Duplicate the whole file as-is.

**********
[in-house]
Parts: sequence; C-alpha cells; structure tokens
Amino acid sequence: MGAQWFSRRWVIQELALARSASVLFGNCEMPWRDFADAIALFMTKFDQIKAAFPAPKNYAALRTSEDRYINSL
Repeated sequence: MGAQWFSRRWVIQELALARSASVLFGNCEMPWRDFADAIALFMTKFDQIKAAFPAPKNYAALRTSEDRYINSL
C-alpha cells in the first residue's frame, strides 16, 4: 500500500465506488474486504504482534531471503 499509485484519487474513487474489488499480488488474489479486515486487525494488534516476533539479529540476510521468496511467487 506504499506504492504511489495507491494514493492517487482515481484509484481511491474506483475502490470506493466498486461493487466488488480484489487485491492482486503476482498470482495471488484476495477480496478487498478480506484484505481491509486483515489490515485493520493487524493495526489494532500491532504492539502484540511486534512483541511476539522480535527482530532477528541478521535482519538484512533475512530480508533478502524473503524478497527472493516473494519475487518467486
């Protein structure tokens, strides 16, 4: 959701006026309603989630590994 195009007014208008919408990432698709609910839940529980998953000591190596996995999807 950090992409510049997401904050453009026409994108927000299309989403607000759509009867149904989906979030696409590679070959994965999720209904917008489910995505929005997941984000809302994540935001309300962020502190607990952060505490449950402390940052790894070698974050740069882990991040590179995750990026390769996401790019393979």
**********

[in-house]
Parts: sequence; C-alpha cells; structure tokens
Amino acid sequence: MGAQWFSRRWVIQELALARSASVLFGNCEMPWRDFADAIALFMTKFDQIKAAFPAPKNYAALRTSEDRYINSL
Repeated sequence: MGAQWFSRRWVIQELALARSASVLFGNCEMPWRDFADAIALFMTKFDQIKAAFPAPKNYAALRTSEDRYINSL
C-alpha cells in the first residue's frame, strides 16, 4: 500500500465506488474486504504482534531471503 499509485484519487474513487474489488499480488488474489479486515486487525494488534516476533539479529540476510521468496511467487 506504499506504492504511489495507491494514493492517487482515481484509484481511491474506483475502490470506493466498486461493487466488488480484489487485491492482486503476482498470482495471488484476495477480496478487498478480506484484505481491509486483515489490515485493520493487524493495526489494532500491532504492539502484540511486534512483541511476539522480535527482530532477528541478521535482519538484512533475512530480508533478502524473503524478497527472493516473494519475487518467486
């Protein structure tokens, strides 16, 4: 959701006026309603989630590994 195009007014208008919408990432698709609910839940529980998953000591190596996995999807 950090992409510049997401904050453009026409994108927000299309989403607000759509009867149904989906979030696409590679070959994965999720209904917008489910995505929005997941984000809302994540935001309300962020502190607990952060505490449950402390940052790894070698974050740069882990991040590179995750990026390769996401790019393979």